The downside is that their mutation rate is slower than those of other animals. They've sacrificed something of the ability to evolve - which is probably why they're still in the ocean. Which is also why most animals don't do that.

Humans do do some RNA editing, mind, mostly in primate-specific sequences. It's A-to-I editing in our case. And, RNA editing appears to play a role in psychiatric disorders - so do we also owe some of our intelligence to RNA editing? Maybe - unfortunately, everything I can find on human RNA editing is in thickly-written abstracts I don't have the time to decode right now.

But, how about some takeaways from this:

1. RNA editing may allow rapid adaptation at the price of slower evolution. It may be linked to intelligence.
2. Sentient species that live in environments where technology is difficult may be more likely to have a physiology that relies on it. Easy development of technology, though, allows for the same advantages without the slow mutation disadvantage.
3. What about cases where the mutation rate is extremely slow - could something like RNA editing actually be a primary evolutionary process on a world that isn't very well radiated. Extreme levels of RNA editing could allow for animals that can literally change form through their life (we aren't talking werewolf type shapeshifting here) but in-generation adaptations to, for example, extreme seasons.
4. Could we engineer our own descendants to use RNA editing to adapt - rather like the protagonist of the last third of Neal Stephenson's Seveneves.
5. Is this part of how Time Lords regenerate? (Because I can't resist).

Friday, April 7, 2017

Thoughts on 2017 Hugos

Best Novel - Nothing I nominated got in and nothing I read was nominated. Probably because I didn't read enough books published last year.

Best Novella - dominates the category - again I haven't read any of these.

Best Novelette - Once more somebody, likely the infamous Vox Day, managed to get porn in as a troll nomination. Ignoring that, it's an all-female category (I still haven't read them. Too much time writing).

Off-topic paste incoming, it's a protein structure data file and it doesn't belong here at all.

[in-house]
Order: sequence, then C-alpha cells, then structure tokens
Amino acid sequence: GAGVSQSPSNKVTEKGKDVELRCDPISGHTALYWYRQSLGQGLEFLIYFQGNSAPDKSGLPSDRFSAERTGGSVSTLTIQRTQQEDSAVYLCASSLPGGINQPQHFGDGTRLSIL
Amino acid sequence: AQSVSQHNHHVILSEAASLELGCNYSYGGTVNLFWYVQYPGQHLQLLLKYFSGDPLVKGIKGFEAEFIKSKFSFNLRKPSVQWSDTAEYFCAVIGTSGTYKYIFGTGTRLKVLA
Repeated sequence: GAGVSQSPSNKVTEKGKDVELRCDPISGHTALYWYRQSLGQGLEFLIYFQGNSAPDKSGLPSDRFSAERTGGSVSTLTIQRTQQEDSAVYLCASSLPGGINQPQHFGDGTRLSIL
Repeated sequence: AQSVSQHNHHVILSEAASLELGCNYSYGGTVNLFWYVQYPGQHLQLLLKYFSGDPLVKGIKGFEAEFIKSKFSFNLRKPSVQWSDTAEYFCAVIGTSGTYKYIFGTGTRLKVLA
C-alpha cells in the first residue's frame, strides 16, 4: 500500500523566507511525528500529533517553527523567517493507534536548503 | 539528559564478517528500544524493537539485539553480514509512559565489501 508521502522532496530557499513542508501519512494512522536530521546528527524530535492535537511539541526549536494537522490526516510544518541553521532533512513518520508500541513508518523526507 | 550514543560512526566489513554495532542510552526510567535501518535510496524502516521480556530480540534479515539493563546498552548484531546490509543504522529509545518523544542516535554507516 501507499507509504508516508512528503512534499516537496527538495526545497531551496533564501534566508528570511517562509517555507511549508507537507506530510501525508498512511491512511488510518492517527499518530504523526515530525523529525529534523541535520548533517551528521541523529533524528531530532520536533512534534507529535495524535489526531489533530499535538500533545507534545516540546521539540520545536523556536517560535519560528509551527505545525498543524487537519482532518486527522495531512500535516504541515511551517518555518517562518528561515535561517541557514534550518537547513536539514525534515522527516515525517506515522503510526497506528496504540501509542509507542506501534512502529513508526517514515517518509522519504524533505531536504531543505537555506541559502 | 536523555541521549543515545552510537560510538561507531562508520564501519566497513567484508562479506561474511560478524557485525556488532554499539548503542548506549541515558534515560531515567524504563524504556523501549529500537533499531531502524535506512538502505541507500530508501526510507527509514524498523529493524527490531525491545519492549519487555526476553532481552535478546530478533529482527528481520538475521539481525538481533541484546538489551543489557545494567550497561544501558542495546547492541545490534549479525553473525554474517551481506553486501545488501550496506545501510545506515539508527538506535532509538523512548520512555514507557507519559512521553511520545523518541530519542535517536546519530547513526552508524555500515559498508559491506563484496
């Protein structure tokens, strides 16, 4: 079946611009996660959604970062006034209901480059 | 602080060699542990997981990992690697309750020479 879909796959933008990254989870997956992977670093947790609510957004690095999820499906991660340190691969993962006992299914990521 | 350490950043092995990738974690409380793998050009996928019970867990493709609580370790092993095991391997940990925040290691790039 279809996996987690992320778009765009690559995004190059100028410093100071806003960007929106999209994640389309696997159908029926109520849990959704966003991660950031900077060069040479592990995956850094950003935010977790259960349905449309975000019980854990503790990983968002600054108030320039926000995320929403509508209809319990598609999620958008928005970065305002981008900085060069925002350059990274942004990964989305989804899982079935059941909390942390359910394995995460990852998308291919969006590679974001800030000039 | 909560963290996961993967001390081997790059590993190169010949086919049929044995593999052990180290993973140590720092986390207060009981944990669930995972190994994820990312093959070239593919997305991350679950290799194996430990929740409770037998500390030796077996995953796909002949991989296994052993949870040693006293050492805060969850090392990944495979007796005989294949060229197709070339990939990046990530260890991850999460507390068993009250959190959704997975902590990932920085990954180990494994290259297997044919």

Best Short Story - Pleased that Carrie Vaughn got a nod. Less pleased about John C. Wright - he's not a bad writer, but he does need to try a little bit less to be C.S. Lewis. still dominating - do we have an organized Tor fan club?

Best Related Work - This is literally the best this category has been since I started voting. I would place bets on Carrie Fisher's memoir The Princess Diarist because I don't know if the Geek community can resist giving her one final award, but Gaiman's in there, Le Guin...people seem to be finally caring about Best Related Work.

Best Graphic Story - How am I supposed to choose between Ms. Marvel and Saga? Black Panther probably has a decent chance too - the character was made much more popular by Chadwick Boseman's great performance. I've also heard great things about Paper Girls.

Best Dramatic Presentation, Long Form - Minor controversy in this category: Hidden Figures. Which is not really science fiction. Making me even more sad I missed Arrival. Utterly surprised to see Deadpool on the list - I nominated it, but I didn't expect many people to, given it's an R-rated comedy. I suspect the nod will be between Hidden Figures and Rogue One, though.

Best Dramatic Presentation, Short Form - Not the Doctor Who episode I would have picked. Glad to see The Expanse in there.

Best Editor, Short Form - Not sure I can vote this category with the amount I hung out with Neil Clarke at various cons last year ;). Just joking, Neil. It's looking really solid.

Best Editor, Long Form - Vox Day's blog followers nominated him again. This is always a wonky category anyway, because so few people nominate and you have to be an industry insider to have a clue how to vote.

Best Professional Artist - No dog in the fight.